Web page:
Paul Trippier, PhD

Associate Professor and Director, Pharmaceutical Sciences Graduate Program

Department of Pharmaceutical Sciences
College of Pharmacy
University of Nebraska Medical Center
986125 Nebraska Medical Center
Omaha, NE 68198-6125
402-559-9763 (Office)
402-559-5673 (Fax)


Teaching Activities:

Dr. Trippier lectures in Medicinal Chemistry and Drug Discovery

Research Activities/Interests:

Dr. Trippier’s research is focused on small molecule drug discovery for cancer and neurodegenerative diseases. His lab employs synthetic medicinal chemistry, chemical biology and molecular pharmacology techniques to design, optimize and employ biologically active compounds as chemical probes to interrogate novel pathways relevant to human disease and as lead compounds for novel drug discovery.

Discoveries in the Trippier lab have led to the identification of the most potent and selective Aldo-keto reductase 1C3 (AKR1C3) inhibitor which shows significant effect to counter drug resistance in prostate cancer and leukemia; the most potent synthetic succinate dehydrogenase inhibitor yet described with significant anticancer activity; novel multi-targeted agents for neurodegenerative disease therapy; and potent activators of neurolysin for stroke therapy development. This research has been and is currently funded by the NCI, NINDS, various private foundations and the pharmaceutical industry.

 Recent Publications:

  1. Kshitij Verma, Tianzhu Zang, Trevor M. Penning, and Paul C. Trippier; Potent and highly selective aldo-keto reductase 1C3 (AKR1C3) inhibitors act as chemotherapeutic potentiators in Acute Myeloid Leukemia and T-Cell Acute Lymphoblastic Leukemia. J. Med. Chem. 2019, 62, 3590-3616.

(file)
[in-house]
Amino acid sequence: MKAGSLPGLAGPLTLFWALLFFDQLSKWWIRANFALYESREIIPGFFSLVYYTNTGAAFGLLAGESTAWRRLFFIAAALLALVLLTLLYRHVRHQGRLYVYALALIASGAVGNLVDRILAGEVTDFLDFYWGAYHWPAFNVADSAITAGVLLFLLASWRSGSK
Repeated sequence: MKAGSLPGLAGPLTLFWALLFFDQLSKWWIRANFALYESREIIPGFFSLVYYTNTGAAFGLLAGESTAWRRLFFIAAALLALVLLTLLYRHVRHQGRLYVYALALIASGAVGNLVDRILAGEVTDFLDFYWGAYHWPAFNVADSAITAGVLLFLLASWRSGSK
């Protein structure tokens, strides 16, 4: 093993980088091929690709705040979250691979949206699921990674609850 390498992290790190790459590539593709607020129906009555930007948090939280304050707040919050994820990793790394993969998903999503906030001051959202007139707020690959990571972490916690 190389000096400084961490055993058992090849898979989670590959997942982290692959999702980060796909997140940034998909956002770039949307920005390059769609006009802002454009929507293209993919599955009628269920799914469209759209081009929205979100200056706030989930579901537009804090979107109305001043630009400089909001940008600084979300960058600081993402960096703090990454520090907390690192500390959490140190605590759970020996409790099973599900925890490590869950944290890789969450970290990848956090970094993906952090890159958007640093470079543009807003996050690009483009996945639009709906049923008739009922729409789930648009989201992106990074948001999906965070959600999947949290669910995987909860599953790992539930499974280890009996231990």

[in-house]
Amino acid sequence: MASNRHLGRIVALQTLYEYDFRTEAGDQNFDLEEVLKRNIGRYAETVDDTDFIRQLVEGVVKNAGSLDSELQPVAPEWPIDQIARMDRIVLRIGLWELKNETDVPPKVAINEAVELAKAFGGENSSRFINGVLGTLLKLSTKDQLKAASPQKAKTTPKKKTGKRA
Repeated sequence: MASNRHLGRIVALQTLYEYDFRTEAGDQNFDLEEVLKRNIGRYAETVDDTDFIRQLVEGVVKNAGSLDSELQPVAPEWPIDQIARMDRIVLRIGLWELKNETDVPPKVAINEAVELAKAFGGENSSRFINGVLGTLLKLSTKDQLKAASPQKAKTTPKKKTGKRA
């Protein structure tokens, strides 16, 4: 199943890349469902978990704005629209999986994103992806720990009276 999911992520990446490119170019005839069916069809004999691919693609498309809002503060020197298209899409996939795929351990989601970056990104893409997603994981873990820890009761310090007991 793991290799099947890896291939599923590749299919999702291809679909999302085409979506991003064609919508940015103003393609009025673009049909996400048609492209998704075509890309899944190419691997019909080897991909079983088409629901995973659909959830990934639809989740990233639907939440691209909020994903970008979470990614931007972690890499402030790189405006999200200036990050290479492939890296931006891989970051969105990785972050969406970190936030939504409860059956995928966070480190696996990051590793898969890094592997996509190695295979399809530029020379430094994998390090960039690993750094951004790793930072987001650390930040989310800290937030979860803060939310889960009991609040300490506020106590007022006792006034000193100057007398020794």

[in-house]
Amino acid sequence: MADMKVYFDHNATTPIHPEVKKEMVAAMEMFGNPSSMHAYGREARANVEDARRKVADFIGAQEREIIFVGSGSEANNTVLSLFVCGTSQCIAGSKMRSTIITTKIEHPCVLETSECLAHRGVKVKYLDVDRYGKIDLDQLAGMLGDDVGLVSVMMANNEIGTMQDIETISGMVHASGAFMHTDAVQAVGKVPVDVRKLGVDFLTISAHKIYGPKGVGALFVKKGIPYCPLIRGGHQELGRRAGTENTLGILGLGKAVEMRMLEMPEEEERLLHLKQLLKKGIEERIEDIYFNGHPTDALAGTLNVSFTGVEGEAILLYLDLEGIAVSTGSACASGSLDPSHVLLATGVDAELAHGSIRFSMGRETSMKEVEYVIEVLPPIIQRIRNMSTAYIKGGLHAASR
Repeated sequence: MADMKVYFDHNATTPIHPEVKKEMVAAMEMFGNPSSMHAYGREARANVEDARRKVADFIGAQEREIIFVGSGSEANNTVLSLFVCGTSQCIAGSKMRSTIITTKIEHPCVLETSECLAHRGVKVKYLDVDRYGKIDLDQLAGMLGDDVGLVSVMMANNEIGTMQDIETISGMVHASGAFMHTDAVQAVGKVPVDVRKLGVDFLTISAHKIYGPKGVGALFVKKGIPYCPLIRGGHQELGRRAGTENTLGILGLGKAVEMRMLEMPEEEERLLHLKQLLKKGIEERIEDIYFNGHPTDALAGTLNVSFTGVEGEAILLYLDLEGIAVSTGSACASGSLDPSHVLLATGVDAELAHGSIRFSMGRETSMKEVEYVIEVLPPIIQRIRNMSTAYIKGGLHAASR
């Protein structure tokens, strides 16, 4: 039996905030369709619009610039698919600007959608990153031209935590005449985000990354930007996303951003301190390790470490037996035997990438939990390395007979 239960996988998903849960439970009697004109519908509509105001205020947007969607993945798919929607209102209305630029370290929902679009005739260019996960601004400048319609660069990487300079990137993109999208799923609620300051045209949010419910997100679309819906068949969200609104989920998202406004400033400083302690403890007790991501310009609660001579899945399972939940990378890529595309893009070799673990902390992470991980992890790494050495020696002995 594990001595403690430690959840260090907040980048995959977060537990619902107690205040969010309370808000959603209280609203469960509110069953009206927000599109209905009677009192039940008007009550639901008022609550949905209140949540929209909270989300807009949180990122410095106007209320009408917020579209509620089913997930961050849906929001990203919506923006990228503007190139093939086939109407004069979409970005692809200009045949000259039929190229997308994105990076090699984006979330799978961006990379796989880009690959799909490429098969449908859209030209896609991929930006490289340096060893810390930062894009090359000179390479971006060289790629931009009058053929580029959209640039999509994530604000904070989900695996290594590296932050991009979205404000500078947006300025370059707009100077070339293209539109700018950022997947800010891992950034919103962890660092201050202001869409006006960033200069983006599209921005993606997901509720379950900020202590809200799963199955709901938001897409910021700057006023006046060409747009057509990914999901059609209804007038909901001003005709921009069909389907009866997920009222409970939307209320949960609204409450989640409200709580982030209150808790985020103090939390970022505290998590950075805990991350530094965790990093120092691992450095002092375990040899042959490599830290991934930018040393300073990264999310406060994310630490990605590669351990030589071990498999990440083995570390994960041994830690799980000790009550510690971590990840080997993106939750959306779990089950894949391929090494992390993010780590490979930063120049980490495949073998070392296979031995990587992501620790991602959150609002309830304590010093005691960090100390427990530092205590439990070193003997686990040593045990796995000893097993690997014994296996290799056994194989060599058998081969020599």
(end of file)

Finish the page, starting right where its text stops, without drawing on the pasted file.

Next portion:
2. Ahmed Morsy andPaul C. Trippier; Amyloid-Binding Alcohol Dehydrogenase (ABAD) inhibitors for the treatment of Alzheimer’s disease. J. Med. Chem. 2019, 62, 4252-4264.
  3. Joelle Makoukji, Fadi Saadeh, Karl Albert Mansour, Sally El Sitt, Jamal Al Ali, Nihar Kinarivala, Paul C. Trippier and Rose-Mary Boustany; Flupirtine derivatives as potential treatment for the Neuronal Ceroid Lipofuscinoses. Ann. Clin. Transl. Neurol. 2018, 5, 1089-1103.
  4. Kshitij Verma, Nehal Gupta, Tianzhu Zang, Beau Wangtrakluldee, Sanjay K. Srivastava, Trevor M. Penning, and Paul C. Trippier; AKR1C3 inhibitor KV-37 exhibits antineoplastic effects and potentiates enzalutamide in combination therapy in prostate adenocarcinoma cells. Mol. Cancer Ther. 2018, 17,1833-1845.
  5. Thomas J. Abbruscato and Paul C. Trippier; DARK Classics in Chemical Neuroscience:Methamphetamine. ACS Chem. Neurosci. 2018, 9, 2373-2378.
  6. Nihar Kinarivala, Ronak Patel, Rose-Mary Boustany, Abraham J. Al-Ahmed, and Paul C. Trippier; Discovery of aromatic carbamates that confer neuroprotective activity by enhancing autophagy and inducing the anti-apoptotic protein B-cell lymphoma 2 (Bcl-2). J. Med. Chem. 2017, 60, 9739-9756.
  7. Hezhen Wang, Bader Huwaimel, Kshitij Verma, James Miller, Todd M. Germain, Nihar Kinarivala, Dimitri Pappas, Paul S. Brookes and Paul C. Trippier; Synthesis and antineoplastic evaluation of mitochondrial complex II (succinate dehydrogenase) inhibitors derived from Atpenin A5. ChemMedChem, 2017, 12, 1033-1044.
  8. Nihar Kinarivala, Kaushik Shah, Thomas J. Abbruscato and Paul C. Trippier; Passage variation in PC12 cells results in inconsistent susceptibility to externally induced apoptosis. ACS Chem. Neurosci. 2017, 8, 82-88.
  9. Kshitij Verma, Tianzhu Zang, Nehal Gupta, Trevor M. Penning, and Paul C. Trippier; Selective AKR1C3 inhibitors potentiate chemotherapeutic activity in multiple acute myeloid leukemia (AML) cell lines. ACS Med. Chem. Lett. 2016, 7, 774-779.
  10. Paul C. Trippier; Selecting good ‘drug-like’ properties to optimize small molecule blood-brain barrier penetration. Curr. Med. Chem. 2016, 23, 1392-1407.